When Eggs Cost $230,000
Why will a fairly plain painting of four plain eggs on a plain plate be auctioned at Sotheby's for more than $200,000? Evidently, because Lucian Freud liked to hang out with aristocratic chickens.
The painting, Four Eggs on a Plate, once belonged to Deborah Devonshire, aka the Dowager Duchess of Devonshire (in a fabulous instance of alliteration). Debo, as close friends called her, was the last of the Mitford sisters, prominent English aristocrats of the '30s and '40s. The Duchess passed away last September. In her lifetime, though, she maintained a close friendship with Lucian Freud, the celebrated painter and grandson of Sigmund. Lucien maintained a close friendship with her chickens.
"Good old Lu," the Duchess once remarked. "I take him eggs every time I go to London." As a child, Freud would visit the Duchess's estate and became fascinated by the chickens. The eggs remained part of his and the duchess's friendship throughout their lives, and in 2002, Freud gave her a painting of eggs as a gift of gratitude. As one does.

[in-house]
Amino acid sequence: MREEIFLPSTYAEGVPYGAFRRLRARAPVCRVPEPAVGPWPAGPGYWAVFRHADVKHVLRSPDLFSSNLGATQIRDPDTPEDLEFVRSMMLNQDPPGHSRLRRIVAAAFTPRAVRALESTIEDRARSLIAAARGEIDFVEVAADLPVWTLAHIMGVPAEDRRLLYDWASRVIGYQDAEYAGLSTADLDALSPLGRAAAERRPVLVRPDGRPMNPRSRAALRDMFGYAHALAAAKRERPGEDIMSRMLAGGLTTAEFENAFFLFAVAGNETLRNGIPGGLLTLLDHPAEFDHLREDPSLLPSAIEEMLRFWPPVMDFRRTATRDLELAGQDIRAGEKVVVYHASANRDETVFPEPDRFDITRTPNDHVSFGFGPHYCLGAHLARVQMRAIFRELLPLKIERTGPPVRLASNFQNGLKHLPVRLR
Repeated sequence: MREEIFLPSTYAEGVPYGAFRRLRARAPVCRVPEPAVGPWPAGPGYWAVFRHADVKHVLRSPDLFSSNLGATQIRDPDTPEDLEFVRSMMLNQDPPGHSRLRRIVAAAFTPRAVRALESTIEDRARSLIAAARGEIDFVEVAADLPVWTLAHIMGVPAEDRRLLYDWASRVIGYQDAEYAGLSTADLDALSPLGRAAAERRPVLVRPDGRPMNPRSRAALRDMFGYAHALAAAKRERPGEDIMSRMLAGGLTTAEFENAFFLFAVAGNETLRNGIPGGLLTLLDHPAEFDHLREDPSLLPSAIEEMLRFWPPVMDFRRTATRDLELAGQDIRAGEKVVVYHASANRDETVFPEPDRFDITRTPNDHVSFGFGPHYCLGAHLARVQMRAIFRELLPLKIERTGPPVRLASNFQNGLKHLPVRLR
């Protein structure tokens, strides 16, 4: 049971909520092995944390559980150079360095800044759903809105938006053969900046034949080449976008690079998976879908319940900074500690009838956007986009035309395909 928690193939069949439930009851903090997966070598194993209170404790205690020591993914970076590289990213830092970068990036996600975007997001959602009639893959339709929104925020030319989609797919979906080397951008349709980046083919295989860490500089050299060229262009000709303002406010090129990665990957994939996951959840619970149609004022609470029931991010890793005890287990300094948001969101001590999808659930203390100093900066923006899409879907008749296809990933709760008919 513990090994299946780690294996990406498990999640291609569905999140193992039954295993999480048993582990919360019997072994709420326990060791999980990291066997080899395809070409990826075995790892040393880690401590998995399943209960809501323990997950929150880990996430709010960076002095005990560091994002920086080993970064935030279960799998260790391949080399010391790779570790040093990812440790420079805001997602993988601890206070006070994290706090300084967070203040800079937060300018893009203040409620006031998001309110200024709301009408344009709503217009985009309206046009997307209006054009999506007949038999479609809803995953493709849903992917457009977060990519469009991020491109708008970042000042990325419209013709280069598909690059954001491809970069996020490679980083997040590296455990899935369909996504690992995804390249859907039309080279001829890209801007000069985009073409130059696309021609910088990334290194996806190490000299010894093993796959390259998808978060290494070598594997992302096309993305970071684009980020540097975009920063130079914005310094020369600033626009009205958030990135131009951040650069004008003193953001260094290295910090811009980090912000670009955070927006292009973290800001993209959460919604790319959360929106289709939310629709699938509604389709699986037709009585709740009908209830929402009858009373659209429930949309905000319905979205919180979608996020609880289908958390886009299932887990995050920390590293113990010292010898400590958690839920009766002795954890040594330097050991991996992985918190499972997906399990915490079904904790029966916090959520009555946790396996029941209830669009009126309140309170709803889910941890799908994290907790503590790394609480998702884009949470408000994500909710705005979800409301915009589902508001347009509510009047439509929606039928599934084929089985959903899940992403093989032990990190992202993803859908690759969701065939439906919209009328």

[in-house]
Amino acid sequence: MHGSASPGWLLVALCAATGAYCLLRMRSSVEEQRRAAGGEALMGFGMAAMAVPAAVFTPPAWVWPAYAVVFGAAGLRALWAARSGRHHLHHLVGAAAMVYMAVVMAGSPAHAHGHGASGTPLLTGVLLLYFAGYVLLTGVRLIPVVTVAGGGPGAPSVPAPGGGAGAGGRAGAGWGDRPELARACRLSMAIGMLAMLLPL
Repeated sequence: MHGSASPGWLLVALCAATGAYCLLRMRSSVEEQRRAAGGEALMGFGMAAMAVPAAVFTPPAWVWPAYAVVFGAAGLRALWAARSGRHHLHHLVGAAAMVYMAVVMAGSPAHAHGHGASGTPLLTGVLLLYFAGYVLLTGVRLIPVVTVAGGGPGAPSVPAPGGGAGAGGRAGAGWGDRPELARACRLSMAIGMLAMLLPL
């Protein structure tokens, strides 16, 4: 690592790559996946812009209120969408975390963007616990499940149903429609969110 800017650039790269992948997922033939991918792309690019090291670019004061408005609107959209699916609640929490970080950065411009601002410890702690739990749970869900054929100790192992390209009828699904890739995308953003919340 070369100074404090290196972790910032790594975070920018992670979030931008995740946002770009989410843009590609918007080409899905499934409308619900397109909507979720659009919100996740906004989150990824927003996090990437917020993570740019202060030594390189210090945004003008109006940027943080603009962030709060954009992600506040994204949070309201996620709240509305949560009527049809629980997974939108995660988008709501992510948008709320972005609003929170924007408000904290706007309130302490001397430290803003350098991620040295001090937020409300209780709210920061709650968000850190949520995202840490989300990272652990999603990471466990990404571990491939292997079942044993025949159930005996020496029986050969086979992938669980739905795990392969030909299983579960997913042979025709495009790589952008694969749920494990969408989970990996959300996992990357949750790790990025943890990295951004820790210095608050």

Sotheby's Oliver Barker said, "This small, exquisitely beautiful painting was a treasured gift, and today it stands as a token of their enduring friendship." Maybe, but hundreds of thousands of dollars of friendship? That's for the buyer to decide.
The painting was left with a note from the Duchess and an old rag: “Box & rag he uses in his studio containing the painting of 4 eggs given me by Lucian Freud autumn 2002, DD." The painting will be auctioned on July 1 in the blue box, with the oil rag.